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I just found the following code in a PHP script and was wondering why it didn't cause PHP to report an error?

$current_name == ($type != 3) ? $name : '' ;

It was a typo and the code was supposed to read:

$current_name = ($type != 3) ? $name : '' ;
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You don't need those parantheses [I mean: (($type != 3) ? $name : '' ) ], but you will be effectively comparing $current_name with ($type != 3) –  Jauzsika Jul 6 '11 at 10:15
Why should it, theres nothing wrong with that statement. It returns a boolean value to nowhere. Try var_dump($current_name == ($type != 3) ? $name : ''); –  feeela Jul 6 '11 at 10:15
@feeela for some reason I though that inline comparison's weren't allowed, as they don't do anything. –  Jon Jul 6 '11 at 10:47

2 Answers 2

up vote 3 down vote accepted

That is a bizarre bit of code, but only because it is unreadable and useless, not because it is invalid. It uses the ternary operator, which is basically a shorthand if construct in the format condition ? if true : if false.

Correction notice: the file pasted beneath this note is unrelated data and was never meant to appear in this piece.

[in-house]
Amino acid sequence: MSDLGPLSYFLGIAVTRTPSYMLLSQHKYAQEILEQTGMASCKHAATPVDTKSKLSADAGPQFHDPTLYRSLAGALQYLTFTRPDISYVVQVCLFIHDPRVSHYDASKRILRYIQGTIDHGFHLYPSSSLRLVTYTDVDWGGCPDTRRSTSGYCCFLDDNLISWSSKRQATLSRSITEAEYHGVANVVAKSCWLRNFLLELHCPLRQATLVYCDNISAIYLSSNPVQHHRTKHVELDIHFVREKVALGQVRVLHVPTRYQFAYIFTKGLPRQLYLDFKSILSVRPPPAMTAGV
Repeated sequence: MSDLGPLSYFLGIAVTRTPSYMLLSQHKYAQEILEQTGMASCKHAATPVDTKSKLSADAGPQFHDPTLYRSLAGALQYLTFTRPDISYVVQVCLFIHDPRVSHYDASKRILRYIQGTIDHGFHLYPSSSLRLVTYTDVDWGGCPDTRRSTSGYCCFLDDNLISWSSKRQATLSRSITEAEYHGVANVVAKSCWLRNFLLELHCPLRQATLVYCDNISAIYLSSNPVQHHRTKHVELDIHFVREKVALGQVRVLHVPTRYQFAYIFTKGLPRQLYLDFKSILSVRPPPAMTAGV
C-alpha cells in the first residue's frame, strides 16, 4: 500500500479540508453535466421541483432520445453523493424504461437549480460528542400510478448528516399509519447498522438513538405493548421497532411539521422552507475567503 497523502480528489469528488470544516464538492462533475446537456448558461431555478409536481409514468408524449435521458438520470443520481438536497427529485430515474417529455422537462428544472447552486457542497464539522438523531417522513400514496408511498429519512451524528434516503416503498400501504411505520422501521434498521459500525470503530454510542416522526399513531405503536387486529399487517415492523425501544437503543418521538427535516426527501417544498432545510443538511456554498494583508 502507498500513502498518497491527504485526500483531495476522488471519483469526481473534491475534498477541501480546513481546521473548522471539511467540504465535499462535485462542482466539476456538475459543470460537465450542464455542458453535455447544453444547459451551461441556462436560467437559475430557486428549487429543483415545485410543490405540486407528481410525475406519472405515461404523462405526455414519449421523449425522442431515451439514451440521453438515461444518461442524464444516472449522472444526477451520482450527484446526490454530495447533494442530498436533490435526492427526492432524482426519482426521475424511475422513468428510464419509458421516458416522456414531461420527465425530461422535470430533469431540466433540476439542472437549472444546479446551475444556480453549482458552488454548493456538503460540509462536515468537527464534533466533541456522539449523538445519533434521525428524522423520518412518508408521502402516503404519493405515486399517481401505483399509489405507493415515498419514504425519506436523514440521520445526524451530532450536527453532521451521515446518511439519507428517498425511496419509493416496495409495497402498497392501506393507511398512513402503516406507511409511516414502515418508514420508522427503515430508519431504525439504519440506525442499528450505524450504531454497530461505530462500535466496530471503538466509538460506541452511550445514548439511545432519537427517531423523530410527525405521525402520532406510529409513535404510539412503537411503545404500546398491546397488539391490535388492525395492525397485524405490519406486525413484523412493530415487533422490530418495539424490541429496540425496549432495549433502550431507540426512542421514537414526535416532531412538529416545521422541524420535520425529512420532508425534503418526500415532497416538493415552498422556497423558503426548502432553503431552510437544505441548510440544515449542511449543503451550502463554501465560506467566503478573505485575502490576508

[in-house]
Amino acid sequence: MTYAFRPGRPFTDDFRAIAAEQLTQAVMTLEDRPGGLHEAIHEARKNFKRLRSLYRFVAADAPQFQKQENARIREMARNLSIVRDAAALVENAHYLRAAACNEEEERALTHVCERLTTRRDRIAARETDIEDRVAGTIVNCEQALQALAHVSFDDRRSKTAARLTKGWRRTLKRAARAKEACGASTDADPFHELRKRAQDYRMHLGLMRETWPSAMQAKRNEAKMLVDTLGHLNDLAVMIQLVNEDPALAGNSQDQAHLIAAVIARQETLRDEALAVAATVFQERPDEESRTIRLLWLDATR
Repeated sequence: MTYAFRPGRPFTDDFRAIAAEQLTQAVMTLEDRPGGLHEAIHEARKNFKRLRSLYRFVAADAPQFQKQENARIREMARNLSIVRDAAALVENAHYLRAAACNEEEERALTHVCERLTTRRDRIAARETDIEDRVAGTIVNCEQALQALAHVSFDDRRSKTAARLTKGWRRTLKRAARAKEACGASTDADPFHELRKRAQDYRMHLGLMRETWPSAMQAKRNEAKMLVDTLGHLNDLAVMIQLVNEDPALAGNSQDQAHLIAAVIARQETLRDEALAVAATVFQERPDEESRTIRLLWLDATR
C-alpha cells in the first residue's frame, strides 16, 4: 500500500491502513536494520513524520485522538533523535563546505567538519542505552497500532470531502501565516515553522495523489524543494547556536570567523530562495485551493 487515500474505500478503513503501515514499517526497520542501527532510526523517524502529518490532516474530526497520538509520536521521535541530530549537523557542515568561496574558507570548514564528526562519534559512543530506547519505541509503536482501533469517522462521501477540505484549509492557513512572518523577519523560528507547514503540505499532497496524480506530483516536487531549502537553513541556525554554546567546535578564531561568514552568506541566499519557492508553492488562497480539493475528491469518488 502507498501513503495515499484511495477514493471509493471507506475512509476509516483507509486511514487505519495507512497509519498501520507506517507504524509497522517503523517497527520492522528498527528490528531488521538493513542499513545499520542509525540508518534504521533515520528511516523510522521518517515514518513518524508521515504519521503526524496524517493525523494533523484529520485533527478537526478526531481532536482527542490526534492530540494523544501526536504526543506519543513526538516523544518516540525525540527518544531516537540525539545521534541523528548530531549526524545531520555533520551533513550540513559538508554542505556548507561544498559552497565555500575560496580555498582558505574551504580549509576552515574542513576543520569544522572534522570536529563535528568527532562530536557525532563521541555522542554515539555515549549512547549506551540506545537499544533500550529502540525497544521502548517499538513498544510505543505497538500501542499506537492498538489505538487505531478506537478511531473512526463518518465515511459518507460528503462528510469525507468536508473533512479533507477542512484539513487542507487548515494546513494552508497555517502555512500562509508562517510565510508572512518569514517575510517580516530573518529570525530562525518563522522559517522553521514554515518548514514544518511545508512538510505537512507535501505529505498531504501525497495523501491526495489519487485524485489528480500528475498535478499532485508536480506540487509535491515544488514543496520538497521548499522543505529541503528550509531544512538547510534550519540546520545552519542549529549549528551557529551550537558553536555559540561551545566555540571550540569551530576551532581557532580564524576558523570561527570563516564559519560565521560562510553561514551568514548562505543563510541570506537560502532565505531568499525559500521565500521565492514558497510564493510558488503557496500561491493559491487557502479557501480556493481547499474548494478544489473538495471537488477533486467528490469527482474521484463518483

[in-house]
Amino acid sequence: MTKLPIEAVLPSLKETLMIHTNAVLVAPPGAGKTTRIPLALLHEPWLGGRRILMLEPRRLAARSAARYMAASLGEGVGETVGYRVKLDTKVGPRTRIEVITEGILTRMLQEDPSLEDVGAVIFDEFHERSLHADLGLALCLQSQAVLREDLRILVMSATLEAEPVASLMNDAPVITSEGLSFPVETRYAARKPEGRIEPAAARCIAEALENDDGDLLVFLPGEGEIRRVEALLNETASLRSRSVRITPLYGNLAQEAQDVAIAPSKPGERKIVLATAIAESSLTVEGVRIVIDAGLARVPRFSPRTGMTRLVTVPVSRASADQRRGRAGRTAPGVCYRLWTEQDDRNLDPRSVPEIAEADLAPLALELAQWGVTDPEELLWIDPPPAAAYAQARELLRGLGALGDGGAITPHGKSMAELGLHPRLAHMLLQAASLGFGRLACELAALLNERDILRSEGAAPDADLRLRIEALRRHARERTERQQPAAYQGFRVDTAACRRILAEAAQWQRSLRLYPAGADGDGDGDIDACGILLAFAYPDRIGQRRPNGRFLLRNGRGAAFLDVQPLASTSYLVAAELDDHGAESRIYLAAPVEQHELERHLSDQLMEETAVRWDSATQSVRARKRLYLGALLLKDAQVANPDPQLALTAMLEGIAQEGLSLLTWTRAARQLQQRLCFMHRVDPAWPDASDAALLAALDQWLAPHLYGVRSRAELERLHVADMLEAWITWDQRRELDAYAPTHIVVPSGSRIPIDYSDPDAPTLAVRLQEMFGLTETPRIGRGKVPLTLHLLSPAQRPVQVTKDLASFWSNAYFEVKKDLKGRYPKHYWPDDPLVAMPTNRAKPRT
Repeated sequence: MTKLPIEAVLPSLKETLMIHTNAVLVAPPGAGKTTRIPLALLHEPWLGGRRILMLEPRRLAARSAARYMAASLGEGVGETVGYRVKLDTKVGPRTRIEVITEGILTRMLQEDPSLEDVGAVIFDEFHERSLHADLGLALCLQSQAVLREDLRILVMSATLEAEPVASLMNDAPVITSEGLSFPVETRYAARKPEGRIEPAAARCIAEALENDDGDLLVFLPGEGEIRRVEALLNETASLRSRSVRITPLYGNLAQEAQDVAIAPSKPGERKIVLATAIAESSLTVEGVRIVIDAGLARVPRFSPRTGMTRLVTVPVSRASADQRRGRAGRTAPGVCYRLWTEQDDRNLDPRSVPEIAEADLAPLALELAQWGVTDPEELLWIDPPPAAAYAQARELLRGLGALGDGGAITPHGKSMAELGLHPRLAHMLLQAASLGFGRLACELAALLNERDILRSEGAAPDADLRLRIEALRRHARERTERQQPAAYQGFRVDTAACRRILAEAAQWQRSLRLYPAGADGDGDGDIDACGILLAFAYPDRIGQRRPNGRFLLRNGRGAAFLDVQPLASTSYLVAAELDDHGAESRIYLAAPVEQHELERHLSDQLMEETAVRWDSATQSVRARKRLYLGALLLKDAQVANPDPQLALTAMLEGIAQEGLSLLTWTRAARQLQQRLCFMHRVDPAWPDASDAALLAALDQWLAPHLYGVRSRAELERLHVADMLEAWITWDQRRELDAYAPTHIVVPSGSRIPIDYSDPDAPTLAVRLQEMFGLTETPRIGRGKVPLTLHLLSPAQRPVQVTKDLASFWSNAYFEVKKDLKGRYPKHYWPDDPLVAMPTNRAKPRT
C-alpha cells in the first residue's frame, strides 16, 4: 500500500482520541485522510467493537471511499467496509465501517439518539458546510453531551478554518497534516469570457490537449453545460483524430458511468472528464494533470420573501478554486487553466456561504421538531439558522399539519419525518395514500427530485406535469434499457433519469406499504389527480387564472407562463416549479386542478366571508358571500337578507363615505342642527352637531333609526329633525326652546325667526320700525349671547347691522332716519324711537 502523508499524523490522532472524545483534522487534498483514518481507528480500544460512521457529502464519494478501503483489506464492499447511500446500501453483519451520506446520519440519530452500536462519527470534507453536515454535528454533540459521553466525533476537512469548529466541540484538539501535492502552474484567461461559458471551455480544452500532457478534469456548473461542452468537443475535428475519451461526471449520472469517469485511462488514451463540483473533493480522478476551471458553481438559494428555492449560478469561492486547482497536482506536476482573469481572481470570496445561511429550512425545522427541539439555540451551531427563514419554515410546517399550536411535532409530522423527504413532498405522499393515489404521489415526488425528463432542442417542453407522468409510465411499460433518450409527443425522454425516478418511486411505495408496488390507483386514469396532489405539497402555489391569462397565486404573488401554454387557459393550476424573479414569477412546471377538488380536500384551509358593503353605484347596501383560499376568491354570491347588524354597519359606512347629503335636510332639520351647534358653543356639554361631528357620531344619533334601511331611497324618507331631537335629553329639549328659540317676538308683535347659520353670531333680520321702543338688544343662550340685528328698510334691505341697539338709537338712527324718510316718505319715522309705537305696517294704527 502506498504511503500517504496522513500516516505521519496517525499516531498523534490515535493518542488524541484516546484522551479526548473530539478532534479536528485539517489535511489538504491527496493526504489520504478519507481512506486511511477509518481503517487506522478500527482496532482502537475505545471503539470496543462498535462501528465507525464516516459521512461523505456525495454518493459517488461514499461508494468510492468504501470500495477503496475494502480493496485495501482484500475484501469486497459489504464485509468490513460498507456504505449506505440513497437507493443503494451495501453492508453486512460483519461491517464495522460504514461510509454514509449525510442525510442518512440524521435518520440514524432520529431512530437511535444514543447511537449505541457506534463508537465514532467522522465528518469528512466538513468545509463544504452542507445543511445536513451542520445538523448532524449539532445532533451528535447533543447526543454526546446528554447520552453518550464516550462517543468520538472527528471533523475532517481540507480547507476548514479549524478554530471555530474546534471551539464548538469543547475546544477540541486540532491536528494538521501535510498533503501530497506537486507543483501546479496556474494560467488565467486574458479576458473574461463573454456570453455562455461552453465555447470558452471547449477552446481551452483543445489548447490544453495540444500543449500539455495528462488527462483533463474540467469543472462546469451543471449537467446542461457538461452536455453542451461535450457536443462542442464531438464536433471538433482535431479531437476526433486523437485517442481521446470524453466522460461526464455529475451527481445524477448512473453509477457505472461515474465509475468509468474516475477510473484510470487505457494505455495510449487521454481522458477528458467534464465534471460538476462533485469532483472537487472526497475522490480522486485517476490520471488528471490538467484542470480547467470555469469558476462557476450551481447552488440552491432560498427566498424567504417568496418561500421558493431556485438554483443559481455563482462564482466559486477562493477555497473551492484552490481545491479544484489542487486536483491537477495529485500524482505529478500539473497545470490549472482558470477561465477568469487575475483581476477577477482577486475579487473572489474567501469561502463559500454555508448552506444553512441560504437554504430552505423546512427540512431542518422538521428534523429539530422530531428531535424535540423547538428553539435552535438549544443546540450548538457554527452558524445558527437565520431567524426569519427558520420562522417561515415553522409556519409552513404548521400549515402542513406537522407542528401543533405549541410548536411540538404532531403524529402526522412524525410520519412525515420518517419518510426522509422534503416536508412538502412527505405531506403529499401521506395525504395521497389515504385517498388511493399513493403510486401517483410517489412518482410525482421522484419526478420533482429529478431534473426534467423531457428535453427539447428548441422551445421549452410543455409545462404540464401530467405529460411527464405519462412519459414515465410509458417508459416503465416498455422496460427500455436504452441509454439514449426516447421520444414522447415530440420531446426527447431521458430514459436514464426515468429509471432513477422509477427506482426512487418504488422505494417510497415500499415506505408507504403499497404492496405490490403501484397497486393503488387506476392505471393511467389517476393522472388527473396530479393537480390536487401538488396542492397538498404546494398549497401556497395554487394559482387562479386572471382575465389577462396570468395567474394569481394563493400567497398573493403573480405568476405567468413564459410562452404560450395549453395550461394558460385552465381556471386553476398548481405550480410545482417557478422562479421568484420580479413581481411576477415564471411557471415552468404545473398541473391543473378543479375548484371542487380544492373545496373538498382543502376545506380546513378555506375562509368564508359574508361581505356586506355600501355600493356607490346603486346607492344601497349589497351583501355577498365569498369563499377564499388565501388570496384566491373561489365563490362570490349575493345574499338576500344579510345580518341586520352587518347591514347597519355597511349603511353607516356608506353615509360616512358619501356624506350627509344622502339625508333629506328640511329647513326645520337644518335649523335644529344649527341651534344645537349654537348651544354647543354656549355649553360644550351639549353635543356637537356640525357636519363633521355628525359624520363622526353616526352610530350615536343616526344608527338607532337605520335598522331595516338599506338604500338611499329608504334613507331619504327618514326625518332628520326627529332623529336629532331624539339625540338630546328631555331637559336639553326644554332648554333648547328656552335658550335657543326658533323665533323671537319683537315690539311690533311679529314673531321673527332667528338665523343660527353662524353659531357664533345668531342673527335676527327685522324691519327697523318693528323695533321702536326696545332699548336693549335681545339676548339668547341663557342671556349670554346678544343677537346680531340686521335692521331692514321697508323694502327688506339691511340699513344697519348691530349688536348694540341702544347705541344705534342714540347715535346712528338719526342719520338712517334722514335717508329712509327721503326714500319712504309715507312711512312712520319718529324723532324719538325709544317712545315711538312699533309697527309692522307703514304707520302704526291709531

This code does the following:

  1. Check whether $type != 3. If $type is 3, return false, otherwise true.
  2. Compare the result of #1 to $current_name.
  3. If #2 is true (i.e. $current_name == true), return $name. Otherwise (i.e. $current_name == false) return ''.

Of course, all this does absolutely nothing, because there is no assignment in the statement.

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Are you sure it's not actually evaluating as: ($current_name == true) or ($current_name == false) depending on ($type != 3) and then returning either $name or '' based on the $current_name == x to void? –  Alexander Varwijk Jul 6 '11 at 11:04
@Alexander Yes, you're right -- I thought ?: had higher precedence than it does. –  lonesomeday Jul 6 '11 at 11:18

It is syntactically correct. The ternary expression is evaluated, then compared to $current_name. The result of the whole expression is not used.

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